The U.S. Department of Energy remains interested in transferring Clark Center Park to Oak Ridge, and the city continues to discuss that possibility with the federal government even though it could be a strain on municipal finances, officials said Tuesday.
The property could be transferred at no cost to the city. But one of the questions raised two years ago about the potential property transfer was whether Oak Ridge could afford to take over the 80-acre park.
That appears to remain a concern. It costs DOE about $300,000 per year to operate the park, which is in south Oak Ridge on Melton Hill Lake.
“Monetarily, it’s difficult for us right now,” Oak Ridge City Manager Mark Watson said Tuesday.
In 2014, there were Oak Ridge City Council meetings and public meetings about the future of the park and the potential transfer to the city.
On Tuesday, DiAnn Fields, spokesperson for the DOE Oak Ridge Office, said the 2014 meetings showed that the community would like to see the Clark Center property transferred to the city and maintained as a park for the community.
“DOE continues to pursue and foster dialogue to allow the transfer of Clark Center Park to the City of Oak Ridge,” Fields said.
DOE has recently had Clark Center Park surveyed, which is one of several requirements to allow the transfer of the parcel.
“We are interested in transferring the property to the City of Oak Ridge so that it will remain a recreational park for the public,” Fields said. “While there is no timeline for that transfer, there are certain actions that can be undertaken now to allow DOE or General Services Administration to transfer the park. At some time in the future, GSA could be requested to assist in the transfer.”
Also known as Carbide Park, Clark Center park includes two ball fields, two large picnic areas, a small playground, a boat ramp, restrooms, fishing trails, and a beach. It also includes access to the Gallaher Bend Greenway.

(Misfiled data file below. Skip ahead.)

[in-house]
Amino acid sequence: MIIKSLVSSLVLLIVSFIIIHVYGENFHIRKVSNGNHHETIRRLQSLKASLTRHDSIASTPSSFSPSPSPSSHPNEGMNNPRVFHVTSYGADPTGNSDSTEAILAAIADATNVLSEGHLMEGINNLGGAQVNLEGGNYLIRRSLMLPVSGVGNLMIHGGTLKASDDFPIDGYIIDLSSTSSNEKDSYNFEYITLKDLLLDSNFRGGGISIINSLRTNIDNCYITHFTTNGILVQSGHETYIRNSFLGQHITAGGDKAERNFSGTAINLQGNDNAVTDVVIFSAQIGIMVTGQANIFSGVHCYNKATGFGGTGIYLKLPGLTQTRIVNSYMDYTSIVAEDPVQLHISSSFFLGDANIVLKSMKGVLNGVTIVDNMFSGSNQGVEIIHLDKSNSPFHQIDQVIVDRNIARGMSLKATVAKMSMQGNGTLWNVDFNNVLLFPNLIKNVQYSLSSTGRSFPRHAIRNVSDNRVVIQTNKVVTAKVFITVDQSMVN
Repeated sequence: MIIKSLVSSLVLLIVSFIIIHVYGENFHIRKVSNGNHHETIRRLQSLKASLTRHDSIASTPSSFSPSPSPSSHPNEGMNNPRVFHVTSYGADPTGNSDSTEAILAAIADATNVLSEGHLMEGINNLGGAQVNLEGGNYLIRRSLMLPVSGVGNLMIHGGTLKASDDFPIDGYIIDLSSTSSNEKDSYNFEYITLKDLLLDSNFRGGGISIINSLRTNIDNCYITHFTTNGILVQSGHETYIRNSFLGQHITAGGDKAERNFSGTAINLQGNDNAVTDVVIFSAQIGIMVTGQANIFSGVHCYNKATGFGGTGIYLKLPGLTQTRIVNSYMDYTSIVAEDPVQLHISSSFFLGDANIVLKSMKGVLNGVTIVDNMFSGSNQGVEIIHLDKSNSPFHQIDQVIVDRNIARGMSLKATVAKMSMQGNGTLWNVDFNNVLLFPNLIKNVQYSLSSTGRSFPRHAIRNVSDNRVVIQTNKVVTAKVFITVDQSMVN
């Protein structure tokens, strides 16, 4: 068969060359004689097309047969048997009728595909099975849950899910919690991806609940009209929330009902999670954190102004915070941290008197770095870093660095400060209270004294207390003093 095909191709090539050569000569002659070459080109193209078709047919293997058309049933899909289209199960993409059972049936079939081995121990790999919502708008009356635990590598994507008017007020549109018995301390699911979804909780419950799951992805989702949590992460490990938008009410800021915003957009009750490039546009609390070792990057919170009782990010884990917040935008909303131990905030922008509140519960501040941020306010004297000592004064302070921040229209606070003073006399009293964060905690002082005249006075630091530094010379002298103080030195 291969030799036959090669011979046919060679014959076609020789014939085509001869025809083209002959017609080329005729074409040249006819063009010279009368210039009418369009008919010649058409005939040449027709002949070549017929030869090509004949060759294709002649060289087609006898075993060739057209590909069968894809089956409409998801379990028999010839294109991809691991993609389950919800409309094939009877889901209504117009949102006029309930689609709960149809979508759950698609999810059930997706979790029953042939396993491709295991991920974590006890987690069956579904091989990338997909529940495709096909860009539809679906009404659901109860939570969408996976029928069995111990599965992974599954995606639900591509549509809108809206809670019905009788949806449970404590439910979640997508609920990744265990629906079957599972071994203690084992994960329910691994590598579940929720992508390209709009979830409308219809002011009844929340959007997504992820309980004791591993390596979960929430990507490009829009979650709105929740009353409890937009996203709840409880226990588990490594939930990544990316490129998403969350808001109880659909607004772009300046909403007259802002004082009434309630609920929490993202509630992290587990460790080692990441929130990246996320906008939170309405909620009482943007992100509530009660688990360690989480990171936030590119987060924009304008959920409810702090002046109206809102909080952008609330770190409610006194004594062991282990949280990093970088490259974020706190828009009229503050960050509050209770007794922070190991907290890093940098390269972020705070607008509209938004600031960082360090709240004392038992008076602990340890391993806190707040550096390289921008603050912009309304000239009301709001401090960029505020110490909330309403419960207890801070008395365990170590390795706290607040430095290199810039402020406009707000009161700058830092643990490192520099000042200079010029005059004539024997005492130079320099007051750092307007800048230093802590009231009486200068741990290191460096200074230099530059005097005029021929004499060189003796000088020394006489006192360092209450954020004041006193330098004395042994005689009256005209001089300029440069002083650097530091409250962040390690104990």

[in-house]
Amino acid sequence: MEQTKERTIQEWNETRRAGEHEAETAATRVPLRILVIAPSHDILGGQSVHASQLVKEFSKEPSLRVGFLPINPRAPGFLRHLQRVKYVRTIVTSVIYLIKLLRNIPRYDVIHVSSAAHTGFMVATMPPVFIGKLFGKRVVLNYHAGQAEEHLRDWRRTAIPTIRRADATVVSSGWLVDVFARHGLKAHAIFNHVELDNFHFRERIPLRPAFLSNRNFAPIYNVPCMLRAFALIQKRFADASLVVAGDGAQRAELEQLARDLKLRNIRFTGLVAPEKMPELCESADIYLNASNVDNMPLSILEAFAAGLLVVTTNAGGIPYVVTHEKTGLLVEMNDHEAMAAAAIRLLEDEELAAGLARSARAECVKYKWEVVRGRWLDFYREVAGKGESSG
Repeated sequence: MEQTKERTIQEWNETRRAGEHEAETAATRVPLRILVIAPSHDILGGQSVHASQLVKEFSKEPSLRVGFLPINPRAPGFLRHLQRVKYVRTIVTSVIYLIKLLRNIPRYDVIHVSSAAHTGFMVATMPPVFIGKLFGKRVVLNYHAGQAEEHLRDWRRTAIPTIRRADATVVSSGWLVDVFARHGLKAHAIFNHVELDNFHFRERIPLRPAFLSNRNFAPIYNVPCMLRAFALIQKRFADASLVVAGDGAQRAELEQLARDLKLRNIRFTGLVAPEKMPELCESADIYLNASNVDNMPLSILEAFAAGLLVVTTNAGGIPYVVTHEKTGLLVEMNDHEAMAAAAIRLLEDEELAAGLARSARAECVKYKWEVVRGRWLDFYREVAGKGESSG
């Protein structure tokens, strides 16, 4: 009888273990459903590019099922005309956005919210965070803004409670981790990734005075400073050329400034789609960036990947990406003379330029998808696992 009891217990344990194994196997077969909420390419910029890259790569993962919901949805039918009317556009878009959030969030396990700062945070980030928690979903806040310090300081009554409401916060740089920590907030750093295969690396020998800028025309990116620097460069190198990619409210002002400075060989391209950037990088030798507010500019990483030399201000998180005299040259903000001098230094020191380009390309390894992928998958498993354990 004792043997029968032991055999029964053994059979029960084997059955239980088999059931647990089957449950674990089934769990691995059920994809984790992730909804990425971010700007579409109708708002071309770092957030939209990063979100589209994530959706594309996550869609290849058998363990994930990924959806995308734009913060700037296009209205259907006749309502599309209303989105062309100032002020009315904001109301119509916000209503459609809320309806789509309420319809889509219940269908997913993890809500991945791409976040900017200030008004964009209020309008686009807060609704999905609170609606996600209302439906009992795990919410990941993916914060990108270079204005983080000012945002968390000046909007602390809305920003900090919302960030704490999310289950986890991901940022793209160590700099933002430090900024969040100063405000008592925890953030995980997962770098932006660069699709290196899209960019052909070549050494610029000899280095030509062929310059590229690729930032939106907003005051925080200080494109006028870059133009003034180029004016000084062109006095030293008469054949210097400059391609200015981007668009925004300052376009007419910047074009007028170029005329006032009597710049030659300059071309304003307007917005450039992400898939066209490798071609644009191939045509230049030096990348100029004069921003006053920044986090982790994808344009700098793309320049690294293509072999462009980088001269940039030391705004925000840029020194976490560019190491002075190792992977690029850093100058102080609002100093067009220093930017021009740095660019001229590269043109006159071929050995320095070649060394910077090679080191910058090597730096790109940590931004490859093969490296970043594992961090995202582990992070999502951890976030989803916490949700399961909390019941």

Watson said the city has a lot of demands on it right now, including a potential move of the Oak Ridge Senior Center from a county-owned building on Emory Valley Road to the Oak Ridge Civic Center. Other major projects in the works that would involve city support, negotiations, or funding include a potential new preschool at Elm Grove Park; a possible transfer of the American Museum of Science and Energy property; possibly relocating the Anderson County General Sessions Court, Division II; and Main Street Oak Ridge, the redevelopment of the former Oak Ridge Mall.
Still, the city is keeping lines of communication open with DOE on Clark Center Park, Watson said.
“We’re still talking,” he said.
Fields said the property transfer could be done either through internal authorities or under the authority of the General Services Administration. The GSA could also help DOE dispose of the 17.12-acre AMSE property on South Tulane Avenue.
An informal survey of Oak Ridge Today readers on one previous story on Clark Center Park found about 93 percent of those voting favored having the city accept the park from DOE. Ninety-three percent of those voting said they live in or near Oak Ridge, and 41 percent said they use the park frequently while 32 percent said they use it occasionally.
In August 2014, the Oak Ridge City Council adopted a resolution authorizing Watson to conduct further discussions with DOE and to provide regular reports on the discussions. The resolution also recognized an interest in soliciting input from Oak Ridge residents regarding possible transfer issues.
Among the questions the public was asked:
- What are the options to finance ongoing operation of the park?
- What amenities/improvements would the community desire?
- Is city ownership the best option? What are the costs and benefits?
- What is the Oak Ridge public’s definition of a recreation use for Clark Center Park?
Among other ideas, city officials and supporters proposed options that included a campground or lodging for visitors, including those coming to tour sites at the new Manhattan Project National Historical Park, and fishing tournaments to help generate revenues.
Officials said in 2014 that the possible transfer was part of the Oak Ridge Office’s assessment of its continued ownership of land across the Oak Ridge Reservation. Watson said then that the proposed transfer is part of a cost-cutting effort in DOE’s Oak Ridge Office, and running a park is not really part of the department’s mission. He said it’s a discussion that dates back to at least 1993.
Council members have called Clark Center Park a “crown jewel” park, but city officials have had a range of questions about the proposed take-over, including its impact on public safety and the potential maintenance costs. Among the questions they’ve asked: With other competing priorities, can the city afford to take over the park? Also, how would public safety, including police and fire response times, be affected? And what are the implications of having a city beach on a lake, which is now “swim at your own risk”?
The potential transfer to the city was considered an alternative to letting DOE turn over the popular swimming, boating, picnicking, and fishing destination to the GSA, which could, in turn, dispose of it.
See previous stories on Clark Center Park here.
More information will be added as it becomes available.
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